Discussions continue between leaders of the House Agriculture Committee and the House Energy and Commerce Committee about how or what kind of agriculture piece will be included in pending climate change legislation.
The Agriculture Committee held a hearing last week at which many Members expressed deep skepticism about agriculture’s role in the bill and their ability to support it without significant changes. Perhaps the most important of these concerns is that USDA control ag offsets in any cap and trade program – a top, nonnegotiable priority for Members and farm groups alike.
All eyes have been focused this week on Agriculture Chairman Collin Peterson (D-Minn.) who is negotiating personally with Energy and Commerce Chairman Henry Waxman (D-Calif.) Though a compromise is said to be imminent, no details are available, and CongressDaily reported Friday afternoon that Peterson had dismissed one proposal from Waxman.
It is unlikely there will be an Agriculture Committee mark-up of the climate bill as House Leadership aims to have the bill to the floor next week if at all possible.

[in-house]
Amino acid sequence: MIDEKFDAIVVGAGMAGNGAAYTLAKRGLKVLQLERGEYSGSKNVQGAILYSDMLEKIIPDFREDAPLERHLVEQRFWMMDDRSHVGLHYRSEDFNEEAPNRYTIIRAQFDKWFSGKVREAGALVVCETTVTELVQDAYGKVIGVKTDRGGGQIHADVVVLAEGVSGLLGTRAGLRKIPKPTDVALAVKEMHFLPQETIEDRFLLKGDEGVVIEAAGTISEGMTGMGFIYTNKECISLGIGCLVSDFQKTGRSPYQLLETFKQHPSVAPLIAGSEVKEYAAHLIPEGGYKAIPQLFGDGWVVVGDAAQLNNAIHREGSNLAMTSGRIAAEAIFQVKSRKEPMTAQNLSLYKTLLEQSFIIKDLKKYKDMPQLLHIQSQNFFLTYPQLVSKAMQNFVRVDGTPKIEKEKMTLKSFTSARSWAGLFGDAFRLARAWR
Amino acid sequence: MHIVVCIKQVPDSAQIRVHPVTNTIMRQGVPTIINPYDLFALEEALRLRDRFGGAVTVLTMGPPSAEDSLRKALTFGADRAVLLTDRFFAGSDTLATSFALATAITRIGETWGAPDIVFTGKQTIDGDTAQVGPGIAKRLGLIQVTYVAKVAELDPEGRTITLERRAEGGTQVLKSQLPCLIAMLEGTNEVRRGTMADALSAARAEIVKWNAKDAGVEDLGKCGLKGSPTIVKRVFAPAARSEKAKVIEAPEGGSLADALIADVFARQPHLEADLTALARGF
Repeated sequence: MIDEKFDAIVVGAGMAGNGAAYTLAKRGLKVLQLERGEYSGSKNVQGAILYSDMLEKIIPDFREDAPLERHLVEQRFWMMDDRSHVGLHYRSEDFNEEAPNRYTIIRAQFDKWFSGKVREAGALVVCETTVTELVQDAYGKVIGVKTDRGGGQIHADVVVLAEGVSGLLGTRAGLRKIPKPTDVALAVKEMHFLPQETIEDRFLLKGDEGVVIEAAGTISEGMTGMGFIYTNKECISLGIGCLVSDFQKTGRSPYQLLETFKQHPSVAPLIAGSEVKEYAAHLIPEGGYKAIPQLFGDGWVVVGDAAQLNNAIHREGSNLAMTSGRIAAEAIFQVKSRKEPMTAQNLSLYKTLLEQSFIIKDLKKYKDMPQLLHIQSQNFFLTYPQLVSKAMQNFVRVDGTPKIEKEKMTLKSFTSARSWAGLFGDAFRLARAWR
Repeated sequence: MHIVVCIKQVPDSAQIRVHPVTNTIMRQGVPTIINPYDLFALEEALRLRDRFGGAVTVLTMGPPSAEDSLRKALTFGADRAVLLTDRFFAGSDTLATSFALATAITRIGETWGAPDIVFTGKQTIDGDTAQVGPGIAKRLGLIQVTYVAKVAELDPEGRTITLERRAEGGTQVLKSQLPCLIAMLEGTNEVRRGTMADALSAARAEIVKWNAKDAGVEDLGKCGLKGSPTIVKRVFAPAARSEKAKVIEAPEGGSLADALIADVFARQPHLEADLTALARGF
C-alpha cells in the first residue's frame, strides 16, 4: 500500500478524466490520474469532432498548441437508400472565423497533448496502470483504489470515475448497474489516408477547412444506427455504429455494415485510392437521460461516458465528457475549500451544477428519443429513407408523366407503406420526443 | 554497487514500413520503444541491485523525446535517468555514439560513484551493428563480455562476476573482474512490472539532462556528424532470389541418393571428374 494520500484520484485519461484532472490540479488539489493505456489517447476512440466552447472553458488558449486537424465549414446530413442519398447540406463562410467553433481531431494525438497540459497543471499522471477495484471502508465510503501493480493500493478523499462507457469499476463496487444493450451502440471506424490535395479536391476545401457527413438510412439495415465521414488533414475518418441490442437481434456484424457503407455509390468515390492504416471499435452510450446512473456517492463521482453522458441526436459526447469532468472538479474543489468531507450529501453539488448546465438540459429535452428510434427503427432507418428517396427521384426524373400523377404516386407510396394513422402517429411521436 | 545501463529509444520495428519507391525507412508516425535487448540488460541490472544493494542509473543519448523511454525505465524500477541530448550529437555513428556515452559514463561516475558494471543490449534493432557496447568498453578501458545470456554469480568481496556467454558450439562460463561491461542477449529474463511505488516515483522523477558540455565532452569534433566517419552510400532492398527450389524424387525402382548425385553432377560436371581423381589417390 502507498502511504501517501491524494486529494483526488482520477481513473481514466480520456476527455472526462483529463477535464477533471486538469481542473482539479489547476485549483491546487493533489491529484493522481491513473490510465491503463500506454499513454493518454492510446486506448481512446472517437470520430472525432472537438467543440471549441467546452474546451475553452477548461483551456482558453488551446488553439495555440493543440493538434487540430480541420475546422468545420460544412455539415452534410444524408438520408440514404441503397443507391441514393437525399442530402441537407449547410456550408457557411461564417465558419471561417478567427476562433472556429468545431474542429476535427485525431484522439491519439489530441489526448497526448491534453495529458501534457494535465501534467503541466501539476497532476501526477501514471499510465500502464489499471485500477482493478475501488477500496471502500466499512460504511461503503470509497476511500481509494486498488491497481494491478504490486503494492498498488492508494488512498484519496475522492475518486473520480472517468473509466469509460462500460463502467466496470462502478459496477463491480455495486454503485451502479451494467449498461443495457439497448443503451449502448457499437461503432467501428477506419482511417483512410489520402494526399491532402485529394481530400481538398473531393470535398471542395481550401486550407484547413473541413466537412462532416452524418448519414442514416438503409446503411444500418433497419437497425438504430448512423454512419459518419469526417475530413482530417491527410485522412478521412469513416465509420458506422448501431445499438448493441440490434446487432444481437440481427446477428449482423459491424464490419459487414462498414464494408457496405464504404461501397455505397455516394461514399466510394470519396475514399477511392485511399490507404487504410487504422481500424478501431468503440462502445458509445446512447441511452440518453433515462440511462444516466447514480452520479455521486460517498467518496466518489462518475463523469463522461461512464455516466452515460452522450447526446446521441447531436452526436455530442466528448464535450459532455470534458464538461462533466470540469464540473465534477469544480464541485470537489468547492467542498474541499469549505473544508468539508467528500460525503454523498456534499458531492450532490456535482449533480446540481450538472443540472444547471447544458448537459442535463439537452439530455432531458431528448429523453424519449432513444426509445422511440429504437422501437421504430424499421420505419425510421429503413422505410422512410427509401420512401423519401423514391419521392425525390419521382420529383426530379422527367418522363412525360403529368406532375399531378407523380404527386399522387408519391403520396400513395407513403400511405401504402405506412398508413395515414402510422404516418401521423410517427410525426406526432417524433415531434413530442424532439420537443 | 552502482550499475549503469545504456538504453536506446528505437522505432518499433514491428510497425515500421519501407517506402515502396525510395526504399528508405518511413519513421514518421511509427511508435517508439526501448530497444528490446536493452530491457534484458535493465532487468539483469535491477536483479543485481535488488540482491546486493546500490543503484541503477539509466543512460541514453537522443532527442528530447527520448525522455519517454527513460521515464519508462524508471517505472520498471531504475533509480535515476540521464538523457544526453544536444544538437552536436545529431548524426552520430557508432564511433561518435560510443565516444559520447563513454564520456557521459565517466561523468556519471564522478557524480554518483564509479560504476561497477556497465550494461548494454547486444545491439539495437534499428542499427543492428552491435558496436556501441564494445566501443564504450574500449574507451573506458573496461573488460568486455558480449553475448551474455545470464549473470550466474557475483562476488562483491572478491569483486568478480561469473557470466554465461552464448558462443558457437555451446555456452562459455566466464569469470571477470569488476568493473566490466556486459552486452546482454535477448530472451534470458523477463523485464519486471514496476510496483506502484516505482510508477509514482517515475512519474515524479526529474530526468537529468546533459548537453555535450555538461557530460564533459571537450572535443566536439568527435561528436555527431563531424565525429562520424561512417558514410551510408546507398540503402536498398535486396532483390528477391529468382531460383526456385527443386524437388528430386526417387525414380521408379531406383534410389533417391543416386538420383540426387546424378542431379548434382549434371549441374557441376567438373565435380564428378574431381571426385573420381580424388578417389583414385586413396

A 2007 Supreme Court ruling gave the Environmental Protection Agency authority to regulate six greenhouse gases if they contribute to air pollution that may endanger public health or welfare. In April, EPA issued a proposed endangerment finding, which is the first step to regulation under this ruling.
NAWG has been working since early in the year with other agriculture groups and many Members to craft a legislative cap-and-trade proposal from which agriculture could benefit, rather than relying on EPA regulation. In recent days, representatives from NAWG and others in the agriculture community have also been discussing their concerns with the leadership of the relevant Committees, House Leadership and high-level authorities in the White House.
This week, NAWG signed onto a letter asking for an extension of the comment period in EPA’s proposed endangerment finding and requesting that EPA reconsider its position. For that letter and other information on NAWG’s climate change work, please visit www.wheatworld.org/issues/climatechange.
Also this week, the Senate Energy and Natural Resources Committee approved a wide-ranging energy bill including infrastructure projects and a renewable electricity standard, but also touching on some of the issues dealt with in the House climate change legislation.